|" folder i386 was there all the time but named I386 on my computer which I took to be 1386. Anyway with all the files etc "unhidden" none of the folders on the XP CD were called or contained regedit. "|
Yes, it's I386.
I typed i386 to make it more clear what it actually is.
The default fonts make it easy to confuse capital i ( I ), lower case L ( l ) and one ( 1 ), especially if you are using higher resolutions so the fonts are tiny, or if you are older like me or don't have perfect vision otherwise and have a hard time making out really small fonts.
I have no upgrade XP CDs to look at but I know of no reason regedit.exe would not be in \I386 on any XP CD.
It's on the original XP Pro full version retail, the original OEM XP Home (always full), OEM XP Home (always full) SP1, and OEM XP Home (always full) SP2.
You can't find it if you use My Computer to look at the CD - all that does is autorun the CD.
You have to use Windows Explorer
(Start - Programs - Accessories - Windows Explorer)
I always have a shortcut to that on my desktop.
There are some things My Computer is useless for - one of them is when you want to see the contents of a CD that autoruns when you click on it in My Computer, if it doesn't have a selection Browse CD or similar.
Open the I386 folder and scroll down to regedit.exe (yes, there are a lot of files to scroll down through),
or if you Search the CD, make sure it is set to searching the whole CD, not just the root folder, or not some other drive letter -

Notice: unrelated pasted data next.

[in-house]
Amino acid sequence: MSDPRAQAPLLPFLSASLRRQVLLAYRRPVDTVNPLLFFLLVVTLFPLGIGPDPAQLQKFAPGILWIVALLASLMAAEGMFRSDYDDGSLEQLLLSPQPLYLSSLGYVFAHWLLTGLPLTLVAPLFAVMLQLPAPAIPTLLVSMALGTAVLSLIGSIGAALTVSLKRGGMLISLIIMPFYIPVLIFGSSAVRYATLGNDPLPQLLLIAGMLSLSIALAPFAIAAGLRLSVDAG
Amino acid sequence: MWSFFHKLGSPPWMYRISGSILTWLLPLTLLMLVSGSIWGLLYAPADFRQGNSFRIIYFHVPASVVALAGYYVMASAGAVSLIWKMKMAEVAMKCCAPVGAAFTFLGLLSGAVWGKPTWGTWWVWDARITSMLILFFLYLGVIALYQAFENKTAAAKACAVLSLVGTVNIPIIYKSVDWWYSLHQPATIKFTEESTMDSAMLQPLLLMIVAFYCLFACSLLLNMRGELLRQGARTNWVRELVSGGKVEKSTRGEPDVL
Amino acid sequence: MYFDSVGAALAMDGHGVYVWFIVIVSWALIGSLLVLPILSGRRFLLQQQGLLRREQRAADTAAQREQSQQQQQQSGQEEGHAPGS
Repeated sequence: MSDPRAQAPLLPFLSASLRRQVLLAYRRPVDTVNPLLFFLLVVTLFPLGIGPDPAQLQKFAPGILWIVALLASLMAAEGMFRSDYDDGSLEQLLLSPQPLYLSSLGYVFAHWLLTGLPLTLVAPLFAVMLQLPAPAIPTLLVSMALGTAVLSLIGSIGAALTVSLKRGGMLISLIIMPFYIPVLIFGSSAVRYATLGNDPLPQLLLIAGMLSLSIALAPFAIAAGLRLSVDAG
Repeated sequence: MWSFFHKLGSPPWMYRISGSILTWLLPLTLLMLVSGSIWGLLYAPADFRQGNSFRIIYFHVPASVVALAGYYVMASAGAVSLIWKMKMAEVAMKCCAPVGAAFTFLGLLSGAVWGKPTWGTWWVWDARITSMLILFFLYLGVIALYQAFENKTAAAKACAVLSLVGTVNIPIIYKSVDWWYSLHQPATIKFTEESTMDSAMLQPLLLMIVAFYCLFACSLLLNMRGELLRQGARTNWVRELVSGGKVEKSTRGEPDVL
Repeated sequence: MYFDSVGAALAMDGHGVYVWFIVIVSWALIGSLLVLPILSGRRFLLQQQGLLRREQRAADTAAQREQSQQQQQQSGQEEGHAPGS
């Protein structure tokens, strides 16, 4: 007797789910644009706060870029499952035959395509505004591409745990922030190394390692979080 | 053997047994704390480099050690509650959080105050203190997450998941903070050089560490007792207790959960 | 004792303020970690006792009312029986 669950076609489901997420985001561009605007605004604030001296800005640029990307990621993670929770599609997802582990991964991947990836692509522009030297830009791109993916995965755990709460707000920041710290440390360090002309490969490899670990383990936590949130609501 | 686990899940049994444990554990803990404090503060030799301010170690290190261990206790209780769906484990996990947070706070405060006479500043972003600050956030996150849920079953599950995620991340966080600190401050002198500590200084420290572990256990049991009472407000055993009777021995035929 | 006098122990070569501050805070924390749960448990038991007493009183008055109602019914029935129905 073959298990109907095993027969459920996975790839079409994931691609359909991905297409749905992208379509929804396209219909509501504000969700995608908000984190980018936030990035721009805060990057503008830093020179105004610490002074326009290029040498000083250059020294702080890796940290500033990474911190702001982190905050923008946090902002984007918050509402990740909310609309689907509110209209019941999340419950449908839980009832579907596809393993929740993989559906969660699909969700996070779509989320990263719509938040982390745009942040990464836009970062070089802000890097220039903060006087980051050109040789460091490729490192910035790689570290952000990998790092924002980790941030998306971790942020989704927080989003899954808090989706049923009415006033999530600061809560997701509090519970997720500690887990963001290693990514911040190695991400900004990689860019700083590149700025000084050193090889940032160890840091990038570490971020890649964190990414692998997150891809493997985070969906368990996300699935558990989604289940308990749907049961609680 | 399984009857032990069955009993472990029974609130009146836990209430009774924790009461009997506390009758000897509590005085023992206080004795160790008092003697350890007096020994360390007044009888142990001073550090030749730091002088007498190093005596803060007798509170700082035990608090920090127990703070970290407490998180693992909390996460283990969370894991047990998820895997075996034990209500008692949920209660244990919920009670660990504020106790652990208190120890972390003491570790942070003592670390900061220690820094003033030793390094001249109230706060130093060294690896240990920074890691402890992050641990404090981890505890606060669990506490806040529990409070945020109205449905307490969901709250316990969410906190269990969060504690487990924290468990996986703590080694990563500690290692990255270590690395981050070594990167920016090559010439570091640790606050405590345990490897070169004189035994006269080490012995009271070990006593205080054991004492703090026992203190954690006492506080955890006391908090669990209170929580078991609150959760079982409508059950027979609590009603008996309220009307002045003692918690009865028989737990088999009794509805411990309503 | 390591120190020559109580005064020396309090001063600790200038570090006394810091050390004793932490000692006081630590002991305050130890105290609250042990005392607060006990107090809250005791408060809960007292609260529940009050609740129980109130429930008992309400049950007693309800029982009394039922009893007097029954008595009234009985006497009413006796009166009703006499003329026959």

click on More Advanced Options and turn on Search Subfolders (there should be a green checkmark in the box) if it isn't on.
The vast majority of the time this setting should be on!
You don't need these for finding regedit.exe, but
Search system folders, and
Search hidden files and folders
should have a green checkmark too,
and in ANY case, the vast majority of the time Case sensitive should NOT have a checkmark beside it.
That requires whatever you search for be exactly as you typed it, the alphabetical characters uppercase or lower case or a combination of those.
e.g. if Case sensitive is switched on, typing regedit.exe will NOT find what is on the CD - REGEDIT.EXE.
Also, when you search the partition Windows itself has been installed on and has been booted from, that's usually C, there should be TWO copies of regedit.exe - one in C:\Windows, one in C:\Windows\system32\dllcache.
If there isn't one in C:\Windows\system32\dllcache copy it to there too.
If there IS one in C:\Windows\system32\dllcache, copy it to C:\Windows if it isn't in C:\Windows.